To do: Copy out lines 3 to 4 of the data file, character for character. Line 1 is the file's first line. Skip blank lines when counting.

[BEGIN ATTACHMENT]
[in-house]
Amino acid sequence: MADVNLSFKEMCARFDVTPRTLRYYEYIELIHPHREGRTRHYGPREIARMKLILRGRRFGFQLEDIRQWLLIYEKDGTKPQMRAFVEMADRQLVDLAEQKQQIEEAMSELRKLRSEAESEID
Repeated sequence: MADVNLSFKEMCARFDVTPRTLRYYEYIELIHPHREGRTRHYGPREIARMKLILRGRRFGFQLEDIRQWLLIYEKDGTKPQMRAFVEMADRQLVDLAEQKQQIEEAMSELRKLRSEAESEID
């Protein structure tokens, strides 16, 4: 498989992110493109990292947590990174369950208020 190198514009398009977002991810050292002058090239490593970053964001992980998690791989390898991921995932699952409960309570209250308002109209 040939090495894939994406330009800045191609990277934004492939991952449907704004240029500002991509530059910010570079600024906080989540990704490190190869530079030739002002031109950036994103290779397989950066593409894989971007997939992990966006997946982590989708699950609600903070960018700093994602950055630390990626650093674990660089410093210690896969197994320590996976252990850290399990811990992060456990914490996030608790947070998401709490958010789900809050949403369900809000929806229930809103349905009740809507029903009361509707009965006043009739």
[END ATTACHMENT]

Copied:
Repeated sequence: MADVNLSFKEMCARFDVTPRTLRYYEYIELIHPHREGRTRHYGPREIARMKLILRGRRFGFQLEDIRQWLLIYEKDGTKPQMRAFVEMADRQLVDLAEQKQQIEEAMSELRKLRSEAESEID
């Protein structure tokens, strides 16, 4: 498989992110493109990292947590990174369950208020 190198514009398009977002991810050292002058090239490593970053964001992980998690791989390898991921995932699952409960309570209250308002109209 040939090495894939994406330009800045191609990277934004492939991952449907704004240029500002991509530059910010570079600024906080989540990704490190190869530079030739002002031109950036994103290779397989950066593409894989971007997939992990966006997946982590989708699950609600903070960018700093994602950055630390990626650093674990660089410093210690896969197994320590996976252990850290399990811990992060456990914490996030608790947070998401709490958010789900809050949403369900809000929806229930809103349905009740809507029903009361509707009965006043009739």